B cells are key elements of adaptive immunity because of their ability to produce highly specific antibodies in response to infection. Antibodies not only confer protection from pathogenic threats, but also are the basis for most currently licensed human vaccines. Despite their great importance for public health, the precise events driving the initiation of antibody production are still unknown. During the seminar, I will discuss how the spatial positioning of innate immune cells, e.g. macrophages or innate-like T cells, controls the initiation of B cell immunity during bacterial and viral infection.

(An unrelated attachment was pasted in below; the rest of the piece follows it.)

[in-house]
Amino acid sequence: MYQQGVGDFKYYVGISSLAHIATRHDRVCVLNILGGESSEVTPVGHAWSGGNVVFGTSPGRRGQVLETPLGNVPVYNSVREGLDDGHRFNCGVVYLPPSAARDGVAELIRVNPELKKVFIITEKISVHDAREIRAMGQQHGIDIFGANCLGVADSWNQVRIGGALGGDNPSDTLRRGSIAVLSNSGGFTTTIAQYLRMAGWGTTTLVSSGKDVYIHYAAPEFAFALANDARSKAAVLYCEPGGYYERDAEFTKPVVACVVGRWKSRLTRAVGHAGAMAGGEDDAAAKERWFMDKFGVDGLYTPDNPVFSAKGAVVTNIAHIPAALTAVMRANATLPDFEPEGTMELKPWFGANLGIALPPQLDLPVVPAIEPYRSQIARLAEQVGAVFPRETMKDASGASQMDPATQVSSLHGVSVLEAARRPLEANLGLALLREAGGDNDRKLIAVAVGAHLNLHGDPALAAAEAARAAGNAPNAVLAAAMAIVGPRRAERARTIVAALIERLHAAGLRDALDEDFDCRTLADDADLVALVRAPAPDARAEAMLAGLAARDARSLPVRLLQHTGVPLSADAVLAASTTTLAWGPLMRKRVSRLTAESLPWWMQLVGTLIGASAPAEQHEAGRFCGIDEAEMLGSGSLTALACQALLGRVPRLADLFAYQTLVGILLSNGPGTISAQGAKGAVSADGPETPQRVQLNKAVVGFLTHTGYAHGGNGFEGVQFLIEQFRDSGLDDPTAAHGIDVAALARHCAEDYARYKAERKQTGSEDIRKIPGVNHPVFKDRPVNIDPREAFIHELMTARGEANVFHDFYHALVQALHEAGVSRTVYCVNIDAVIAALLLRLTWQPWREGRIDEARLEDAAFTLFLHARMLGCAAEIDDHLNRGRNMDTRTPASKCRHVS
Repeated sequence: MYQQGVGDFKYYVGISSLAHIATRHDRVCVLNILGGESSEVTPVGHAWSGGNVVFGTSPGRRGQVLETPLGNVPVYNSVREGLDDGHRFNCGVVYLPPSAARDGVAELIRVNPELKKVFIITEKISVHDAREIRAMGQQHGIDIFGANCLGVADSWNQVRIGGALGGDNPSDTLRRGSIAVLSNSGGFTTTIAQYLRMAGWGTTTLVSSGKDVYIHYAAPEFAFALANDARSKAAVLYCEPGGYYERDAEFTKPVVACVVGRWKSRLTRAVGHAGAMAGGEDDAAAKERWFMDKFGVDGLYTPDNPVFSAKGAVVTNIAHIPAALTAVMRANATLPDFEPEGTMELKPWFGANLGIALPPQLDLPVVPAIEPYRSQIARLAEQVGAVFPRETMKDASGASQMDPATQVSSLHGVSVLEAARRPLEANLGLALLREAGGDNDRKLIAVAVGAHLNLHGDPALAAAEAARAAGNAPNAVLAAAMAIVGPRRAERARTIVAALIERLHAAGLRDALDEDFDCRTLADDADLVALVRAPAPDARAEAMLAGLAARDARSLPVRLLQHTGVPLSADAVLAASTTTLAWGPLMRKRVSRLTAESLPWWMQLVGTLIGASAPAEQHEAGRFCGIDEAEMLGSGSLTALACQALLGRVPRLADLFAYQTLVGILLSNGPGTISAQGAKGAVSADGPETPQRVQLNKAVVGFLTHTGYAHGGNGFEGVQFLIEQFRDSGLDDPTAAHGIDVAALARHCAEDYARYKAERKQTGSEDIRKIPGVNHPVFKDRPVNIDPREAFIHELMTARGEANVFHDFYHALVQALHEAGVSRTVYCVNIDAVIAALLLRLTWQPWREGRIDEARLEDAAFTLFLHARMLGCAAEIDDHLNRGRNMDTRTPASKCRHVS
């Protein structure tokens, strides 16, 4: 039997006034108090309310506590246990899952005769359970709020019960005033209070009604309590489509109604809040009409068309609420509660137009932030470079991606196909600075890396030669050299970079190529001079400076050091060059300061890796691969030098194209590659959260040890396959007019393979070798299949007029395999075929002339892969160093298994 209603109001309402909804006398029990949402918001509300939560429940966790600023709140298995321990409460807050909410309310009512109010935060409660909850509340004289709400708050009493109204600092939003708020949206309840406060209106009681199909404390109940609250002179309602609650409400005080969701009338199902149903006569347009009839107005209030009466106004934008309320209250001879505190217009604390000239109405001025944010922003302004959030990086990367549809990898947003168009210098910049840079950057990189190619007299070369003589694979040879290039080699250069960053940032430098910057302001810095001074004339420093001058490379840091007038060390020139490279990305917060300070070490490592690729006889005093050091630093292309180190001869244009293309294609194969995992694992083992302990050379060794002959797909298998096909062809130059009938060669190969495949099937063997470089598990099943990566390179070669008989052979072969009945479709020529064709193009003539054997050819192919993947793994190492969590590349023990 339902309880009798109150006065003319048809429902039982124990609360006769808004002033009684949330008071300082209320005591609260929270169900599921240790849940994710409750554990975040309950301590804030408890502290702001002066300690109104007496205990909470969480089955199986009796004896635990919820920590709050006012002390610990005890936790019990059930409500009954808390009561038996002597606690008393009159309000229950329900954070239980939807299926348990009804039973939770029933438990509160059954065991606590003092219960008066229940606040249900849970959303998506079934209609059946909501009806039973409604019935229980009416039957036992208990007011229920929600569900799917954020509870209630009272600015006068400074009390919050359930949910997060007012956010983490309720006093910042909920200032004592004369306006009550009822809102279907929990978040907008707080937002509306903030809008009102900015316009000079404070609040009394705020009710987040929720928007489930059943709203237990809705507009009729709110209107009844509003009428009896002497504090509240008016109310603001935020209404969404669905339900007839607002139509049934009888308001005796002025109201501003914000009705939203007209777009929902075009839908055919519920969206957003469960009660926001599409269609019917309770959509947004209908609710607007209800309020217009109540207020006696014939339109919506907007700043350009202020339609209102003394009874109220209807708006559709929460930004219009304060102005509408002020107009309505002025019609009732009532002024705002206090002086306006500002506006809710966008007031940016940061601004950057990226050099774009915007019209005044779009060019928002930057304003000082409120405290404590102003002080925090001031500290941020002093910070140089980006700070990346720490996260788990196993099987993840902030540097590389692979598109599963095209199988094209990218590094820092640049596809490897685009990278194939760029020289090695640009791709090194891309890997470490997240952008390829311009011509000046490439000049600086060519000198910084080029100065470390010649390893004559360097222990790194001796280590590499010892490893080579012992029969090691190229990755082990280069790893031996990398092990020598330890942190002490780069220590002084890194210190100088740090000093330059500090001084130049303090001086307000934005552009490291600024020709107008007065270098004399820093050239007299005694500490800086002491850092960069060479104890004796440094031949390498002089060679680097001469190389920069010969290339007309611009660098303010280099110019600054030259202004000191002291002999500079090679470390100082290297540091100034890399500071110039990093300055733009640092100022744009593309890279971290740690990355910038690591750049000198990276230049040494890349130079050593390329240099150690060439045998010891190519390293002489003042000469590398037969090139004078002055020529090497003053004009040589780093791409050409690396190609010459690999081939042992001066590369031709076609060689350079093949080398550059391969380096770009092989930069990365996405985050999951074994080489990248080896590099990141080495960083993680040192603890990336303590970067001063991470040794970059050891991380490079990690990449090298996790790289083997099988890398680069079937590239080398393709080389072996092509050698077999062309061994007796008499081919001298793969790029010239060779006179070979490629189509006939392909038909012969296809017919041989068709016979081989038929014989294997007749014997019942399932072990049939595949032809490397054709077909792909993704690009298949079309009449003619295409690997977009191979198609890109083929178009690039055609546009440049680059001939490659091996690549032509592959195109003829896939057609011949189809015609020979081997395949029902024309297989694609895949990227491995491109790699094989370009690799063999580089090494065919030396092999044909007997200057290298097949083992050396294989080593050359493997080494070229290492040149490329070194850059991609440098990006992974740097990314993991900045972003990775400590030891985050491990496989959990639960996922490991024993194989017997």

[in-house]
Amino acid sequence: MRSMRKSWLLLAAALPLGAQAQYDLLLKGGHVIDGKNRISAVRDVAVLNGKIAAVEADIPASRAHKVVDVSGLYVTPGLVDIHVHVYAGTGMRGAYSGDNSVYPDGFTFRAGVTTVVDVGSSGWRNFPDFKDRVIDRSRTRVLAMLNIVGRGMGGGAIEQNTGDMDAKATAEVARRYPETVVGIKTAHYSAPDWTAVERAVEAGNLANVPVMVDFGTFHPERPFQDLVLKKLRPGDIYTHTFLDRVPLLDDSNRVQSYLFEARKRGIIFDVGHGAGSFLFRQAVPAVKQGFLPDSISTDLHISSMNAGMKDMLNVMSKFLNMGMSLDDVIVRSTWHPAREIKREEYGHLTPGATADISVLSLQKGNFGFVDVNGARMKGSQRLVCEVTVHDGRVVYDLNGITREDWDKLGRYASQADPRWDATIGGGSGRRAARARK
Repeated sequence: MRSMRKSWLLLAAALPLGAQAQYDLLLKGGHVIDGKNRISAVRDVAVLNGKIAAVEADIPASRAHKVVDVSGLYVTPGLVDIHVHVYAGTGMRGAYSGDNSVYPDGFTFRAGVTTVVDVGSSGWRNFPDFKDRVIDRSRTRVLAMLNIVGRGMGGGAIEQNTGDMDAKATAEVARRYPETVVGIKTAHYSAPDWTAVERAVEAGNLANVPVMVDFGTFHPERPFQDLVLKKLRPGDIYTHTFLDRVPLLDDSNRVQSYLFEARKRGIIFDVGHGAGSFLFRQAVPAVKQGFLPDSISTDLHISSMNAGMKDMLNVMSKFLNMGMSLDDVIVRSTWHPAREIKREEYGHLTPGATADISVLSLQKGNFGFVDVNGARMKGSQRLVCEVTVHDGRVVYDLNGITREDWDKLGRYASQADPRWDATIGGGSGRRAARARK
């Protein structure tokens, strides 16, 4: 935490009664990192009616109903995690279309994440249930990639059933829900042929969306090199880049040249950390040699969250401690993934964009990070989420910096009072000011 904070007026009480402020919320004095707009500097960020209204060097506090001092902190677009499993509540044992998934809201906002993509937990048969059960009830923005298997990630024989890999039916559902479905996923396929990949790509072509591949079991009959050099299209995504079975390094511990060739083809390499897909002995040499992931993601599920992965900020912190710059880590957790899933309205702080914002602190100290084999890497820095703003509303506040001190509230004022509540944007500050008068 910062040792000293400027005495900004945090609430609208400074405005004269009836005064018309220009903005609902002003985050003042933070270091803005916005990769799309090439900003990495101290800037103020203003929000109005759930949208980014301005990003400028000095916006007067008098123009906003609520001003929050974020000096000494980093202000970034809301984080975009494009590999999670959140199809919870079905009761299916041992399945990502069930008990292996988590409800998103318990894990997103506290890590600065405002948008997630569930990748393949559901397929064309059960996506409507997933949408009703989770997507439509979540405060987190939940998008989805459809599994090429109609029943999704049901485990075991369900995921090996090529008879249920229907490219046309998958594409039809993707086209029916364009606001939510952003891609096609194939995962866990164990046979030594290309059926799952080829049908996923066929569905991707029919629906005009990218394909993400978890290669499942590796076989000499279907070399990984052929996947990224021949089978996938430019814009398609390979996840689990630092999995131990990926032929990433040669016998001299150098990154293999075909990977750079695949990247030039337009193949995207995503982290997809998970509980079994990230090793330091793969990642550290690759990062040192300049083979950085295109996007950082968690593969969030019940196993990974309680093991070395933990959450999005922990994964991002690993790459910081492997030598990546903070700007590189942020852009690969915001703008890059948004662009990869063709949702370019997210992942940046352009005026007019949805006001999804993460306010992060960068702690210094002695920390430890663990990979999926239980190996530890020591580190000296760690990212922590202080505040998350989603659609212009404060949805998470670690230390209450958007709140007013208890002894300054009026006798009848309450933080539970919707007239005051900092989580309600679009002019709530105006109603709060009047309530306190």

Dr Gaya graduated from the University of Buenos Aires in 2011. He then moved to UK to perform his PhD studies at the London Research Institute, where he investigated how viral and bacterial infection perturbs the organization of lymph node macrophages, leaving the organism temporarily exposed to secondary pathogens. He obtained his PhD in Immunology from the University College London in 2015. Dr Gaya continued his postdoctoral studies at the Ragon Institute of MGH
and Harvard under the supervision of Dr Facundo Batista. There, he studies how the spatial positioning of innate-like T cells controls the initiation of B cell immunity during infection.